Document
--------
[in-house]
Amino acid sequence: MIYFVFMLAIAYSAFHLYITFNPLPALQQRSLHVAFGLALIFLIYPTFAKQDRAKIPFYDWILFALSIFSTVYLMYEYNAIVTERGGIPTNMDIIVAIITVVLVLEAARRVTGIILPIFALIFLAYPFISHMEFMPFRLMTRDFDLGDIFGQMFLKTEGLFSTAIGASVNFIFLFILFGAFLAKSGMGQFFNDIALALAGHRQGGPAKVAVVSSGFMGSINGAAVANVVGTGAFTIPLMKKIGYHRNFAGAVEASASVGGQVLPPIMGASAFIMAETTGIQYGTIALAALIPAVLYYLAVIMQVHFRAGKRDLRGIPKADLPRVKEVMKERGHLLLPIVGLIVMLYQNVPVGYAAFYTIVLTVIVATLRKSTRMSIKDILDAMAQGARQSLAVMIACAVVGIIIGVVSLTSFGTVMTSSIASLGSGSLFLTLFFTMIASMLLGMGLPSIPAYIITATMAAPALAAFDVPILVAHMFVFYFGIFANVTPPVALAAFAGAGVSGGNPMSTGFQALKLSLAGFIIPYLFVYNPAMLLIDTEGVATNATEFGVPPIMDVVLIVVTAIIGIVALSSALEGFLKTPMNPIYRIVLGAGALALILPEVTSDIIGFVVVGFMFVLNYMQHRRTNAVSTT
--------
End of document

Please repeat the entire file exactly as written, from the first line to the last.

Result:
[in-house]
Amino acid sequence: MIYFVFMLAIAYSAFHLYITFNPLPALQQRSLHVAFGLALIFLIYPTFAKQDRAKIPFYDWILFALSIFSTVYLMYEYNAIVTERGGIPTNMDIIVAIITVVLVLEAARRVTGIILPIFALIFLAYPFISHMEFMPFRLMTRDFDLGDIFGQMFLKTEGLFSTAIGASVNFIFLFILFGAFLAKSGMGQFFNDIALALAGHRQGGPAKVAVVSSGFMGSINGAAVANVVGTGAFTIPLMKKIGYHRNFAGAVEASASVGGQVLPPIMGASAFIMAETTGIQYGTIALAALIPAVLYYLAVIMQVHFRAGKRDLRGIPKADLPRVKEVMKERGHLLLPIVGLIVMLYQNVPVGYAAFYTIVLTVIVATLRKSTRMSIKDILDAMAQGARQSLAVMIACAVVGIIIGVVSLTSFGTVMTSSIASLGSGSLFLTLFFTMIASMLLGMGLPSIPAYIITATMAAPALAAFDVPILVAHMFVFYFGIFANVTPPVALAAFAGAGVSGGNPMSTGFQALKLSLAGFIIPYLFVYNPAMLLIDTEGVATNATEFGVPPIMDVVLIVVTAIIGIVALSSALEGFLKTPMNPIYRIVLGAGALALILPEVTSDIIGFVVVGFMFVLNYMQHRRTNAVSTT